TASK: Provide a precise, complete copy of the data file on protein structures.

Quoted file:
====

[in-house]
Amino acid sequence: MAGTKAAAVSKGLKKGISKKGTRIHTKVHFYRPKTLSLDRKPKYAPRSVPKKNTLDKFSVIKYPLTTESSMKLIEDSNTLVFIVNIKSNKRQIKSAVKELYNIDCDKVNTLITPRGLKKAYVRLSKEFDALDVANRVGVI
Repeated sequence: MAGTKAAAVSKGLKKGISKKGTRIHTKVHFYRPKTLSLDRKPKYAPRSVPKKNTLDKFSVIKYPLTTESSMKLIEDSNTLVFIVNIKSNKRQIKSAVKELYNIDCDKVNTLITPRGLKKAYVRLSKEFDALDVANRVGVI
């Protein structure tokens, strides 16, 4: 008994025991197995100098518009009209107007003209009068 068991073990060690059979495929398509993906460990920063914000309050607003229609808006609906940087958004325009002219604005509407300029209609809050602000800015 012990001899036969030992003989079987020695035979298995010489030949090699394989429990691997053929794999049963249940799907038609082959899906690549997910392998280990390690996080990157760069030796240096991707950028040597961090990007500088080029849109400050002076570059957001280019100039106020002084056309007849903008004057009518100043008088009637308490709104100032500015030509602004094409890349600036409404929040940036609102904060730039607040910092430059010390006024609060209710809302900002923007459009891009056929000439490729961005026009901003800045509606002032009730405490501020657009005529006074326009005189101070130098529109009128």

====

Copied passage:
[in-house]
Amino acid sequence: MAGTKAAAVSKGLKKGISKKGTRIHTKVHFYRPKTLSLDRKPKYAPRSVPKKNTLDKFSVIKYPLTTESSMKLIEDSNTLVFIVNIKSNKRQIKSAVKELYNIDCDKVNTLITPRGLKKAYVRLSKEFDALDVANRVGVI
Repeated sequence: MAGTKAAAVSKGLKKGISKKGTRIHTKVHFYRPKTLSLDRKPKYAPRSVPKKNTLDKFSVIKYPLTTESSMKLIEDSNTLVFIVNIKSNKRQIKSAVKELYNIDCDKVNTLITPRGLKKAYVRLSKEFDALDVANRVGVI
């Protein structure tokens, strides 16, 4: 008994025991197995100098518009009209107007003209009068 068991073990060690059979495929398509993906460990920063914000309050607003229609808006609906940087958004325009002219604005509407300029209609809050602000800015 012990001899036969030992003989079987020695035979298995010489030949090699394989429990691997053929794999049963249940799907038609082959899906690549997910392998280990390690996080990157760069030796240096991707950028040597961090990007500088080029849109400050002076570059957001280019100039106020002084056309007849903008004057009518100043008088009637308490709104100032500015030509602004094409890349600036409404929040940036609102904060730039607040910092430059010390006024609060209710809302900002923007459009891009056929000439490729961005026009901003800045509606002032009730405490501020657009005529006074326009005189101070130098529109009128």